The fifth of the Aldi ales (and the second of those bought for me for Father's Day)! My daughter has a thing for dragons, it would appear, and liked the idea of pairing this with the Unicorn on Sunday (see here).
This one is from the oldest brewery in Wales that is still active, since 1878. Okay, that means that the ale isn't the oldest recipe I've tried, not by a long chalk, but it's still pretty venerable and I'm not going to complain about Wales and their breweries because Wales have dragons and if Game of Thrones has taught me anything it's that one shouldn't try to spice up exposition by showing semi-clad and nude women in the sh- no, wait, I mean: that dragons are to be respected and make terrible pets. And Wales has dragons. Two of them are on this bottle. Because it's Double Dragon by Felinfoel who are just outside of Llanelli. Alas, not near Pwllheli.
Hoffech chi wybod mwy?
Woody colour matches the aroma, being slightly toward the cherry end of the spectrum and definite 'of the woods' so to speak. At 4.2% ABV this is slightly stronger than many of those that I got in and, being amber, is considerably darker. This fits the current weather as I drink, where it is damp and dull but with less of the wind. It poured with a tiny but active head that rapidly went away again and left a deep woody pool of amber goodness. Willow straight away announced that this continued the trend of my ales being better quality of late (I have no idea against what) and pronounced that the aroma was woody and nutty with a hint of cherry. So, on this point we are of one accord.
Straight onto the taste and this is indeed smoother than the Surrey Nirvana (here) or Wizard (here), being almost syrupy in texture and far bigger in terms of depth of malt. There is a hit of hops but these are not the stars of the show and they mould with the malt and the yeast as it rolls in from outside the mouth. Actually, the mouthfeel is very much like a red wine, there's a certain strength of character there with the characteristic smoked feeling down deep after the mouthful has gone down and rests in the stomach. Certainly there's that nuttiness that you can always count on from a good amber and there's a bittering bridge to the back of the taste, where you're left with a strangely full and heavy aftertaste that is not at all unwelcome even if it is unexpected. Willow struggled to find synonyms for nutty and woody for the taste so, in essence, we are in agreement once more. She stated cherry again, and I can see that I suppose, but only on the tongue after the mouth is clear - the aftertaste is unsweetened cherry, but drier if such a thing is possible. The bottle claims toffee but I suspect that's more the consistency than the taste.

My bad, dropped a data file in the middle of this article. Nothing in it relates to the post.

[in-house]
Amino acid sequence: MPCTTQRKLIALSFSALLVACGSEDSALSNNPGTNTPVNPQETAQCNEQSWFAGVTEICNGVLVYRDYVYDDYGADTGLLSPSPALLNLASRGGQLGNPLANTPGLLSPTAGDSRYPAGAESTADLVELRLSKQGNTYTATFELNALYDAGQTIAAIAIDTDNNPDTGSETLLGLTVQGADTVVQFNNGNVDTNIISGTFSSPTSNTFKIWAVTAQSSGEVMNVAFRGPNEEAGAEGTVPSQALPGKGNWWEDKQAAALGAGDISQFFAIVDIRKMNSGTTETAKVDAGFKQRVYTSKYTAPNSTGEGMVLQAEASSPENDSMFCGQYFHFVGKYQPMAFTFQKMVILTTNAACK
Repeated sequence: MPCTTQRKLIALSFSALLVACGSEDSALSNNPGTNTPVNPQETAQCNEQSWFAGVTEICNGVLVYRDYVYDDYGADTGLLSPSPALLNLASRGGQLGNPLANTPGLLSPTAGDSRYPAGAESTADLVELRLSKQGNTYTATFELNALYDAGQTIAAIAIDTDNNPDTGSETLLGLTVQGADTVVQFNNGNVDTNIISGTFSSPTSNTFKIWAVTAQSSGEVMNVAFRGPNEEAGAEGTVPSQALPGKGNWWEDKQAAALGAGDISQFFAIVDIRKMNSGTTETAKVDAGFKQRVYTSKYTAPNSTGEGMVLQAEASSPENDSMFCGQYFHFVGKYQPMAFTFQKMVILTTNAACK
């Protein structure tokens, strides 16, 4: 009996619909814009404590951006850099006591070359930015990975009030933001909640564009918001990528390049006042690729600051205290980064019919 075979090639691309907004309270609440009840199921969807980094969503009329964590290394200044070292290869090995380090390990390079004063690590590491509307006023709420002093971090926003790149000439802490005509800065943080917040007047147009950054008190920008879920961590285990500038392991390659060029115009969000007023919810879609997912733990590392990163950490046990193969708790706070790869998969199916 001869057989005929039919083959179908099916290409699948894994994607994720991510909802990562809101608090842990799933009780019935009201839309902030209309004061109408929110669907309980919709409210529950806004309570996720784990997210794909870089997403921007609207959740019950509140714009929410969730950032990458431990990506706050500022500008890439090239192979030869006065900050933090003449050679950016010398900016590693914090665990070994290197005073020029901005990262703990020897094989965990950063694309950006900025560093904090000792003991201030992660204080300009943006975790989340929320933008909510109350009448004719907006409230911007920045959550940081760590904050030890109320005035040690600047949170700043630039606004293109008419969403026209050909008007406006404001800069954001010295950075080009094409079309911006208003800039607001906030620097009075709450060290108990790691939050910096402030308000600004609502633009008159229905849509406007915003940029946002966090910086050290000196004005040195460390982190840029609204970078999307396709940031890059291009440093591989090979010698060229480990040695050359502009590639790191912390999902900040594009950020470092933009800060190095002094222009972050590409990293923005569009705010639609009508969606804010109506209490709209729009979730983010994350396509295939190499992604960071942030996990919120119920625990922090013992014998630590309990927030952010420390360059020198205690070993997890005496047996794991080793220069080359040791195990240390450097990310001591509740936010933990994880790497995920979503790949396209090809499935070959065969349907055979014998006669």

This is, actually, a very good amber ale. It reminds me more of the Late Red (here) in terms of quality and is a work-a-day ale that would go well in summer with a Ploughmans, not the first ale to be judged by me as being worthy of such august company. The bread would have to be torn and in a format of a big dollop of dough (depending on where you hail from that could be called by any name) and there would have to be pickle involved. Brown pickle, in sauce. This ale just keeps on going, never losing anything due to the aftertaste but nor does it build in interesting ways like some of the hoppier fayre I've had recently, yes, A-Hop-Alypse Now (here), I'm looking at you.
This is the sort of ale that will thrive in a summer lunchtime capacity. You'd have it with a big hat and floaty clothing in a beer garden with some salad and dressing. It's suppable rather than sessionable and it would leave you feeling nicely bouyant to return to work in the afternoon. Maybe it's manual labour in the fields, maybe it's sitting in an office and maybe you're driving a bus - in which case you can't drink at lunchtime and you'd be fired, stop that. Whatever your position, this is a lunchtime brew and works well at that.
Yes, I know I'm having it in an evening, shut up.